4. Small is beautiful. Our team of three is tiny, but mighty. It’s incredible what a small team fuelled by passion and purpose can accomplish.
  5. To learn is to grow. If there is one single commitment that has been crucial to Ingenium, it’s a relentless dedication to learning. We make a point of learning from mistakes, and doing better the next time. Making a priority of investing in courses, conferences, certifications and reading, has been of tremendous value. Learning has not only made me a better consultant, it’s also helped make me a better person.
  6. It’s important to know what you don’t know. We work with an extraordinary network of partners, advisors and suppliers whose contributions are vital to our success. I am so grateful for the incredible support, encouragement and expertise we have been fortunate to count on over the years. (A particular shout out to our friends at Alphabet Creative, Balance Accounting and Welch LLP, with our admiration and gratitude for all that you do, and all that you are).
  7. The world is in your corner. While many see business as adversarial and dog-eat-dog, my experience has been quite the opposite – our community, our clients and our collaborators are in our corner. They’ve got our back, and want us to succeed. Time and time again, I have found members of the business community (entrepreneurs in particular) to be extremely generous and gracious in offering support and expert advice – all you really have to do is have the guts and the humility to ask.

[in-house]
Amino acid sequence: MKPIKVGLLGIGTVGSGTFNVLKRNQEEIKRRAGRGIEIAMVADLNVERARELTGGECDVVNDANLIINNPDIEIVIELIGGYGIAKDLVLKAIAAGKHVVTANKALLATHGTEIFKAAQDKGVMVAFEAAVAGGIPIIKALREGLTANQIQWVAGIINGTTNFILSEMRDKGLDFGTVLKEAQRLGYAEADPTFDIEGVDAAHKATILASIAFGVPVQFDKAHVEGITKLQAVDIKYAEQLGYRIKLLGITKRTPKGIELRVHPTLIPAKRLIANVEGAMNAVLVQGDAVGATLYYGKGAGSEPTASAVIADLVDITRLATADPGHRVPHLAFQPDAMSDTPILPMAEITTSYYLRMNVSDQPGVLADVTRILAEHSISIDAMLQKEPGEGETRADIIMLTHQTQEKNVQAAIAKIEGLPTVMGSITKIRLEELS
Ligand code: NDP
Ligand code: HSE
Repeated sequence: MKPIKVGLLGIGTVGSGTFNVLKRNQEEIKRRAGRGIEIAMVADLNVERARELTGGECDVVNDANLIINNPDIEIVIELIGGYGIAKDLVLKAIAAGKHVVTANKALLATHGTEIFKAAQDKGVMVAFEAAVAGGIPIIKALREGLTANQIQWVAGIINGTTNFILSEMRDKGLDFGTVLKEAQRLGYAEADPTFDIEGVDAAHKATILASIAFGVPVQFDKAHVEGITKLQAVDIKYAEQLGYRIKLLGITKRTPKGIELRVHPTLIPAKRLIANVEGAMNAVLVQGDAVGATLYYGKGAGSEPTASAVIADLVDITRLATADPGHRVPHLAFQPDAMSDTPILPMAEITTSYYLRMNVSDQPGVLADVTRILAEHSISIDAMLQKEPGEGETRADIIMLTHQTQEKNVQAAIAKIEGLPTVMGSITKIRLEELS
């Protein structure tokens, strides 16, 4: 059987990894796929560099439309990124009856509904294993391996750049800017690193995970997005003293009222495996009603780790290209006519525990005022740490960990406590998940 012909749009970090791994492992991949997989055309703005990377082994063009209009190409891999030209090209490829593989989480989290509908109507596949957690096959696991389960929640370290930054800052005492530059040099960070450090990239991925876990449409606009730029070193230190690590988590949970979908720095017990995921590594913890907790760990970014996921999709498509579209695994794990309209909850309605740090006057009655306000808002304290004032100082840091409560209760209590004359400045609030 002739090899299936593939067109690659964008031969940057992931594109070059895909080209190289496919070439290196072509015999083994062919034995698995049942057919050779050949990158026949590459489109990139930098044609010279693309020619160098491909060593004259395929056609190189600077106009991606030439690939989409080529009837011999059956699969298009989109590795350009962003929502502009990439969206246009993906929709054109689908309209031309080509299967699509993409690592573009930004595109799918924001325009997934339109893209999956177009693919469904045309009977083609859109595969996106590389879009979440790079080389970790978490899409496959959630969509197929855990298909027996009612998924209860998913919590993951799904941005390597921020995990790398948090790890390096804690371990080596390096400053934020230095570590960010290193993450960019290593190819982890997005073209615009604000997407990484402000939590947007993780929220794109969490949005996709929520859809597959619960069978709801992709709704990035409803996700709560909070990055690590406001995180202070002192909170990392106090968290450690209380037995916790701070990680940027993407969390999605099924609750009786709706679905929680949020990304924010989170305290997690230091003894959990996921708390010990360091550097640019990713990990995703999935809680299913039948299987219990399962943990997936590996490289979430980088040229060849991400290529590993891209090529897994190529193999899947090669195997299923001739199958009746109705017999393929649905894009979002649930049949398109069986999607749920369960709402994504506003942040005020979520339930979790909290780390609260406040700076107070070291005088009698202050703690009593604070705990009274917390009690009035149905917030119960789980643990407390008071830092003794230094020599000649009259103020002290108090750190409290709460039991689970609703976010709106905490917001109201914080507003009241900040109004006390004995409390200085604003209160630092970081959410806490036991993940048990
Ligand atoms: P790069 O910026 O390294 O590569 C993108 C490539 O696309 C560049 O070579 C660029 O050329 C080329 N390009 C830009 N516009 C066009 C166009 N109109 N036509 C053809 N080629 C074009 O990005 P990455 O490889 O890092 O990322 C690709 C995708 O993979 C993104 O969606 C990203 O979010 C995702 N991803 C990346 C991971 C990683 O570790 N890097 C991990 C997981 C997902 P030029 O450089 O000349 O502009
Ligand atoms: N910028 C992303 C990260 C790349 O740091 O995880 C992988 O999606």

8. Manage your energy, not just your time. This is still a work in progress, but it’s clear that entrepreneurial success is all about energy – and lots of it! It’s important to find ways to nurture positive sources of energy, and take steps to reduce sources of energy drain.
  9. Pivot or die. There is wisdom in this oft-repeated adage for entrepreneurs. We have faced our share of challenges, including seeing our primary market (the federal government) go from 90% to 0% of our business. Being agile is easy to say and hard to do – but it’s vital to creating a sustainable venture.